“Bonanno took the position that he was too medically ill to answer the subpoena.”

The government’s response, Mat says, was to relocate the entire Southern District of New York to a courthouse in Tucson, Arizona.

“They moved the entire court staff of the Southern District to Tucson for a hearing to determine whether Joe was medically able to answer a subpoena.” 

Mari was among the slew of attorneys who also relocated to Arizona for the hearing.

“I was 35 and had to fly to Arizona, with big shot Jimmy LaRossa leading the pack.” 

LaRossa, the last of the gladiators, made a name for himself defending major figures in organized crime. (He died in 2014.)

Mari describes the hearing, which was conducted by Rudy. 

The lawyer for Bonanno was Albert Krieger (who died in 2022 at age 96). Krieger, Mat says, “was one of the greatest” and inspired him to become an attorney.

During a break in the hearing, Mari notes, he was approached by Krieger who asked Mari if he would be willing to meet the man himself....

“I was quite excited to talk to Joe,” who he had met earlier, when he was 14 years old. (Mat was born in 1950 and grew up in Knickerbocker Village, the Fourth Ward, "a great place to grow up," as he notes in episodes one and two. He's the first of his family to go into law.)

“He (Bonanno) started off by asking, ‘What do you think is going to happen?’ I told him they will lock you up until the Commission Case is over,” which, he notes, is exactly what they did.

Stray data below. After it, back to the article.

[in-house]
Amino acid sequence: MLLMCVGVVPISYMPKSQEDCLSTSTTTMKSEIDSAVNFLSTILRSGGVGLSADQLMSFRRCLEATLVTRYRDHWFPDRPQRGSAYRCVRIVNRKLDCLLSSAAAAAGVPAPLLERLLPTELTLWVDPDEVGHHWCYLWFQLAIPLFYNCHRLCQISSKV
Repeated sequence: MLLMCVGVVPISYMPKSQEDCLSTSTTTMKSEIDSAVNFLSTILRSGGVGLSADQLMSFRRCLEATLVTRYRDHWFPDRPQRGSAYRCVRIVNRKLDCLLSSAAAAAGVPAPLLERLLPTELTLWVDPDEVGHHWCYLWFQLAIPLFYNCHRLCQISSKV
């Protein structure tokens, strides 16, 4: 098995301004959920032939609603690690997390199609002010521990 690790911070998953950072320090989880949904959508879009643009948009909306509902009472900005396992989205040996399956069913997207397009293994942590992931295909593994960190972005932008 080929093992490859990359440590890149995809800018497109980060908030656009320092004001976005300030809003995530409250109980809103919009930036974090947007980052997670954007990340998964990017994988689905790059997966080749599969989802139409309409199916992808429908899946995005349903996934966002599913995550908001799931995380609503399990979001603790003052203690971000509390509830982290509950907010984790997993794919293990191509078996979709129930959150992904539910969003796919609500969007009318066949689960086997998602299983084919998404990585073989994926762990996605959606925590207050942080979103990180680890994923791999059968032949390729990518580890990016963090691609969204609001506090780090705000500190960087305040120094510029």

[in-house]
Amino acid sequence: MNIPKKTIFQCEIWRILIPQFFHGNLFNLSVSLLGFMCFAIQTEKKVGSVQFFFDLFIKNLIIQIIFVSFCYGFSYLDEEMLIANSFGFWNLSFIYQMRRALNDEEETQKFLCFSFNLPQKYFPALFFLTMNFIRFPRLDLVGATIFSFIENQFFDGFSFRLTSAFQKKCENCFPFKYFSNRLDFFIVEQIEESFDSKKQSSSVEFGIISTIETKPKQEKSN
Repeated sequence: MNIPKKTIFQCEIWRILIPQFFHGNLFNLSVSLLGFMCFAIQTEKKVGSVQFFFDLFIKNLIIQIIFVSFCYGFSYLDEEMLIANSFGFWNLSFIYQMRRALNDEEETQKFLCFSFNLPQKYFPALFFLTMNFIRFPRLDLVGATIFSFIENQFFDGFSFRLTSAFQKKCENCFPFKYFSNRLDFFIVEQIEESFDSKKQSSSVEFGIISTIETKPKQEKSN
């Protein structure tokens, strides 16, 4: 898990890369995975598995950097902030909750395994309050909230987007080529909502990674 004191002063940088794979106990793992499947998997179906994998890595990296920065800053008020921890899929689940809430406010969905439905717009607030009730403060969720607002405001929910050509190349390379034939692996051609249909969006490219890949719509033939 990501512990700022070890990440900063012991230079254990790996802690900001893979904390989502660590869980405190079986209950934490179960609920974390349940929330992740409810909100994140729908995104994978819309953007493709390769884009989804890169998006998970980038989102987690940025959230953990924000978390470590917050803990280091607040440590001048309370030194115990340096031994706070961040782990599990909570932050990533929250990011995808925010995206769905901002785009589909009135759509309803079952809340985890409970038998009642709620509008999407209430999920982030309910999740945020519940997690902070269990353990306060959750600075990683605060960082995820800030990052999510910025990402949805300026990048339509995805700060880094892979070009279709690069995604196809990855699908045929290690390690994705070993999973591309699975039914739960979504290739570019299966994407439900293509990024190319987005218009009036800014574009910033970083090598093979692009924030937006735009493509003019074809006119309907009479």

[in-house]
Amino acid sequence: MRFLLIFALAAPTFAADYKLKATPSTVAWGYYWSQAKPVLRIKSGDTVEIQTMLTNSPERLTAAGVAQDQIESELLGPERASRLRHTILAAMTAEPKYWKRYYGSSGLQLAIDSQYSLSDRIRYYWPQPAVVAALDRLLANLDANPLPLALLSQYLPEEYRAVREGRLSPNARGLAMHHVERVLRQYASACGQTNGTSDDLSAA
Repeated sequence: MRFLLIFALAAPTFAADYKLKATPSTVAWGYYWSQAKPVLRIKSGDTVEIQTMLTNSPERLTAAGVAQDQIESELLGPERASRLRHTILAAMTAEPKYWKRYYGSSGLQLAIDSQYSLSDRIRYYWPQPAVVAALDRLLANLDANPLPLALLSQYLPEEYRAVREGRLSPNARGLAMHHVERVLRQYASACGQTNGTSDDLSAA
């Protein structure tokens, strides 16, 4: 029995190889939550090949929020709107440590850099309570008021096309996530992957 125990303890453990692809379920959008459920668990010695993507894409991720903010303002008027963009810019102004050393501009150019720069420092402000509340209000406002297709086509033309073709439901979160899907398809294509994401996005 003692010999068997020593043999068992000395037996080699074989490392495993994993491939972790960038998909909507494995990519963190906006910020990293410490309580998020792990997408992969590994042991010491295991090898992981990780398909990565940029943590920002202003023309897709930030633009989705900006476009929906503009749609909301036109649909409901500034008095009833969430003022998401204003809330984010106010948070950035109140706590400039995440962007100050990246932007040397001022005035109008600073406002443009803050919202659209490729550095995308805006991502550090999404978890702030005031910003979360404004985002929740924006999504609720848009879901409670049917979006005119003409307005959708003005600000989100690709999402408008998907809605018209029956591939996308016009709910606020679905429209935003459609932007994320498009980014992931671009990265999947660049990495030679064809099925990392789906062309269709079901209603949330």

“(Bonanno) said to me ‘When you go back to New York, I want you to tell the boys that Mr. Joe is no rat.’” Mari translates that to mean that Bonanno wanted him to tell the defendants in the Commission Case that the “book (Man of Honor) included no accusations of criminal activity and was all about dead people, not actual crimes. (Joe Bonanno nevertheless) realized it was a mistake for the book to go out under his name, and it caused lots of havoc. I appreciated his sincerity. It was quite a meeting --- it had a lot of emotional impact for me.”

There's so much more, but we don't want to ruin it. Mari details his relationship with Carmine Persico, which, decades later, caused him to revisit the Commission Case. 

Mat hits his stride toward the latter half of episode two, when he is soberly making a point about what happens when the government overreaches.

If you love this kind of stuff like we very much do, then check out this podcast. As Mat explains in the first episode of VIEW FROM MULBERRY STREET, “we will be talking about cases like the Commission Case, the Tommy Karate case, we will talk about famous people... You will get a different viewpoint, the other side, the side you never heard about, the side the government doesn’t tell you about, the side that the rats don’t want you to know about. We won’t reveal any secrets, betray any confidences. I hope people will look upon this podcast with respect and not disdain like we see is the case with so much of the nonsense that is overwhelming the internet.”

Mat, we look upon your podcast with great respect, as well as interest in checking out episode three as soon as it is posted.

* Versus whatever the hell you would call whatever Rudy has transformed into these days...